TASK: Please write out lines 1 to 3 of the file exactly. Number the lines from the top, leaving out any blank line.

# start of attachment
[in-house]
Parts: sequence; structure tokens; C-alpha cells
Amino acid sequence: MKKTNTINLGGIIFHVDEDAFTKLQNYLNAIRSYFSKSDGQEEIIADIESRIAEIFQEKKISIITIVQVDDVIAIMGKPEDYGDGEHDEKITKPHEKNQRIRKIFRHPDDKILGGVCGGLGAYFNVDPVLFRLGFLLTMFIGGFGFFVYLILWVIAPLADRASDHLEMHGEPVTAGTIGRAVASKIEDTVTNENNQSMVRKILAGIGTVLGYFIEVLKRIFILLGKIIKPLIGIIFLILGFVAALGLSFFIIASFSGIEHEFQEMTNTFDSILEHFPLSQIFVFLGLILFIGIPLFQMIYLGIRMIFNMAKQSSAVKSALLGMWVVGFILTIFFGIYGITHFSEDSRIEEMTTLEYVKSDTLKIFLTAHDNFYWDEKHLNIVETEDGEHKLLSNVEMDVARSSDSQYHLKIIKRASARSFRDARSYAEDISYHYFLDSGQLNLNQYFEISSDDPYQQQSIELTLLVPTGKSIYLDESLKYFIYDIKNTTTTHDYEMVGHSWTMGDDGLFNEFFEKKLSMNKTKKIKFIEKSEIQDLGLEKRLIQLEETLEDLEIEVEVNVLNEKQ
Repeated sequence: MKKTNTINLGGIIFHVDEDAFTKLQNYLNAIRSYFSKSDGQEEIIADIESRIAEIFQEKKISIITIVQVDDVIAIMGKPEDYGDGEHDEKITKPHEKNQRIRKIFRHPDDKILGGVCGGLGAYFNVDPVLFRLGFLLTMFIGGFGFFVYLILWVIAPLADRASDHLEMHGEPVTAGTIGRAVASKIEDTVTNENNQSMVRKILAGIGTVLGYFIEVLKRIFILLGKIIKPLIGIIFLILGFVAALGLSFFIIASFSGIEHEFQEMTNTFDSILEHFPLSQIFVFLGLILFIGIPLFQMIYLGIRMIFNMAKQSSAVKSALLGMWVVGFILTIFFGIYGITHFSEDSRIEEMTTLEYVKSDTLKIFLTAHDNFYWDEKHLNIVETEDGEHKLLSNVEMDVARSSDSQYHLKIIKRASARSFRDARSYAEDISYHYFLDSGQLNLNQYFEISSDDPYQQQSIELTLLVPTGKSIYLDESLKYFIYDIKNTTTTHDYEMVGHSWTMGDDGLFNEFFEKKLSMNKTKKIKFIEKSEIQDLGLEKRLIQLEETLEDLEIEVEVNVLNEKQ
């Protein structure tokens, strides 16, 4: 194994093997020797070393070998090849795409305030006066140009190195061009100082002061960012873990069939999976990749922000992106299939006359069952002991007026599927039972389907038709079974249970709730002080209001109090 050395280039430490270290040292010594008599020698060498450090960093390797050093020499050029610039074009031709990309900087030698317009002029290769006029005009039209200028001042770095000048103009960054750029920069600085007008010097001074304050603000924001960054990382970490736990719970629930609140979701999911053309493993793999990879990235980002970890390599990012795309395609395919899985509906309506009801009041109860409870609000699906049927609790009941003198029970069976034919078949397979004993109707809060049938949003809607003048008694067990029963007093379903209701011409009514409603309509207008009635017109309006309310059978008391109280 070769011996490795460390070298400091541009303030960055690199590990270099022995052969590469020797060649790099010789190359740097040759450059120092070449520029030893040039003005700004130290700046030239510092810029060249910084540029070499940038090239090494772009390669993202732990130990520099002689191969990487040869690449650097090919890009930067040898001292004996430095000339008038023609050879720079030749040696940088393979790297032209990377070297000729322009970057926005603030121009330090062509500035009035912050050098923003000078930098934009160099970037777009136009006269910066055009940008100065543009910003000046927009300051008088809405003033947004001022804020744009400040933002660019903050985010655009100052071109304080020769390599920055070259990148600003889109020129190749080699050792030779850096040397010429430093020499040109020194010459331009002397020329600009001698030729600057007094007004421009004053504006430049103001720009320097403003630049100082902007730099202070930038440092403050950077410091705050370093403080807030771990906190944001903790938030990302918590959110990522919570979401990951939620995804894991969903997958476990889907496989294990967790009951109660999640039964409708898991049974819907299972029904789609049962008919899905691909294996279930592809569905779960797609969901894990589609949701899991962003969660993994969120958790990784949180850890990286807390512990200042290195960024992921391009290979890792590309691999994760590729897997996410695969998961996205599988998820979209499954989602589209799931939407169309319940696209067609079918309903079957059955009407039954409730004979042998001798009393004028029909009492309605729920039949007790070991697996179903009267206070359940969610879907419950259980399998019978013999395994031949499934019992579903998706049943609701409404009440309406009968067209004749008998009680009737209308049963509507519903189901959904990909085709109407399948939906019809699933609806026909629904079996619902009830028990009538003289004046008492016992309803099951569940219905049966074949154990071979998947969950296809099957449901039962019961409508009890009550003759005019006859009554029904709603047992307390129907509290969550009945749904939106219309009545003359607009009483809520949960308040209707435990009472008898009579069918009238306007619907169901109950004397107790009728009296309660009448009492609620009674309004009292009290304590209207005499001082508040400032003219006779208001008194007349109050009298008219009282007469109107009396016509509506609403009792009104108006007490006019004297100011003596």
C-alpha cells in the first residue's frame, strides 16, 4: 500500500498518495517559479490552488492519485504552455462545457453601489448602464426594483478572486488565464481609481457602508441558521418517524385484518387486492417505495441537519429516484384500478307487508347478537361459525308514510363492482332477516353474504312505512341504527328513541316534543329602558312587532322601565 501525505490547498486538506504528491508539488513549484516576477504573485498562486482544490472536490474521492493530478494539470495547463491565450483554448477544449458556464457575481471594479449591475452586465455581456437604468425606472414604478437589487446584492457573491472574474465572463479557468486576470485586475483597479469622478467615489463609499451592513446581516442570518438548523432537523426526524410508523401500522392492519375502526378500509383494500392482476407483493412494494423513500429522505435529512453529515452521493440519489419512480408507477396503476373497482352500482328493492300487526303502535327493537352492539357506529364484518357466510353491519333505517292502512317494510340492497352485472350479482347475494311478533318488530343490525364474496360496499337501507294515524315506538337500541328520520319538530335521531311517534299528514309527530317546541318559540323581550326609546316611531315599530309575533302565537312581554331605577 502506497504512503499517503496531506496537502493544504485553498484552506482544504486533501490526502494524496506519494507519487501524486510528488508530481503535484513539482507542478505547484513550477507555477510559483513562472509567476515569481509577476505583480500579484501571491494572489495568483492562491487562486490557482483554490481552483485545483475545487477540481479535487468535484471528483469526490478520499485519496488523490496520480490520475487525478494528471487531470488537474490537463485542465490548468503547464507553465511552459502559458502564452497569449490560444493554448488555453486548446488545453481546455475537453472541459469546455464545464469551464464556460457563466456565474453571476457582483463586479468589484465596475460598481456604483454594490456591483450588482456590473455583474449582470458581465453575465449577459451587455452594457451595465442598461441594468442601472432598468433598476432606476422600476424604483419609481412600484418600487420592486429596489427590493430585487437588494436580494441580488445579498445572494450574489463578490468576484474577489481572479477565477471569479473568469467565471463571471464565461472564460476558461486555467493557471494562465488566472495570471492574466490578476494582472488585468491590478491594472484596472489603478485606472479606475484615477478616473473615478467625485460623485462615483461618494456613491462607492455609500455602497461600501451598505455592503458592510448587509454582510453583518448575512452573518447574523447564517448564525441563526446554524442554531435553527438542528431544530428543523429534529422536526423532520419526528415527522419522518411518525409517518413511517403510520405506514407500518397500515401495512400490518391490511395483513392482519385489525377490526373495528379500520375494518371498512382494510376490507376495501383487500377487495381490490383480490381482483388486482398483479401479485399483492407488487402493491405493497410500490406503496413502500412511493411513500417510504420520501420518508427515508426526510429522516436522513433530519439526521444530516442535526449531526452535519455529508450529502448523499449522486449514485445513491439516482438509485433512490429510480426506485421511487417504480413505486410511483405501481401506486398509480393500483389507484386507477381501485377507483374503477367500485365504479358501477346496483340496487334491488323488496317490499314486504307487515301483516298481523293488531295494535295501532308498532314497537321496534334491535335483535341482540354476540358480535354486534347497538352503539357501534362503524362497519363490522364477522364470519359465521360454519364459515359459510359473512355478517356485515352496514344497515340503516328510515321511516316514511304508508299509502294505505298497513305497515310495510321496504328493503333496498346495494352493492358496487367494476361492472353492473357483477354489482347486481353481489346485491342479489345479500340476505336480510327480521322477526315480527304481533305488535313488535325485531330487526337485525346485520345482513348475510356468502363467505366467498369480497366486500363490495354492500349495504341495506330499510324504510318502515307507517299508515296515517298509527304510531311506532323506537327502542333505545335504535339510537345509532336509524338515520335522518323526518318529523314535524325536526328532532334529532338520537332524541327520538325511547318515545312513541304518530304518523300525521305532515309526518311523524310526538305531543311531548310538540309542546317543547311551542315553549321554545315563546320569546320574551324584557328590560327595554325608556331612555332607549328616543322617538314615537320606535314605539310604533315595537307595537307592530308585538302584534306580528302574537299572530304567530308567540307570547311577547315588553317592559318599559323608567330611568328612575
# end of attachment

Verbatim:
[in-house]
Parts: sequence; structure tokens; C-alpha cells
Amino acid sequence: MKKTNTINLGGIIFHVDEDAFTKLQNYLNAIRSYFSKSDGQEEIIADIESRIAEIFQEKKISIITIVQVDDVIAIMGKPEDYGDGEHDEKITKPHEKNQRIRKIFRHPDDKILGGVCGGLGAYFNVDPVLFRLGFLLTMFIGGFGFFVYLILWVIAPLADRASDHLEMHGEPVTAGTIGRAVASKIEDTVTNENNQSMVRKILAGIGTVLGYFIEVLKRIFILLGKIIKPLIGIIFLILGFVAALGLSFFIIASFSGIEHEFQEMTNTFDSILEHFPLSQIFVFLGLILFIGIPLFQMIYLGIRMIFNMAKQSSAVKSALLGMWVVGFILTIFFGIYGITHFSEDSRIEEMTTLEYVKSDTLKIFLTAHDNFYWDEKHLNIVETEDGEHKLLSNVEMDVARSSDSQYHLKIIKRASARSFRDARSYAEDISYHYFLDSGQLNLNQYFEISSDDPYQQQSIELTLLVPTGKSIYLDESLKYFIYDIKNTTTTHDYEMVGHSWTMGDDGLFNEFFEKKLSMNKTKKIKFIEKSEIQDLGLEKRLIQLEETLEDLEIEVEVNVLNEKQ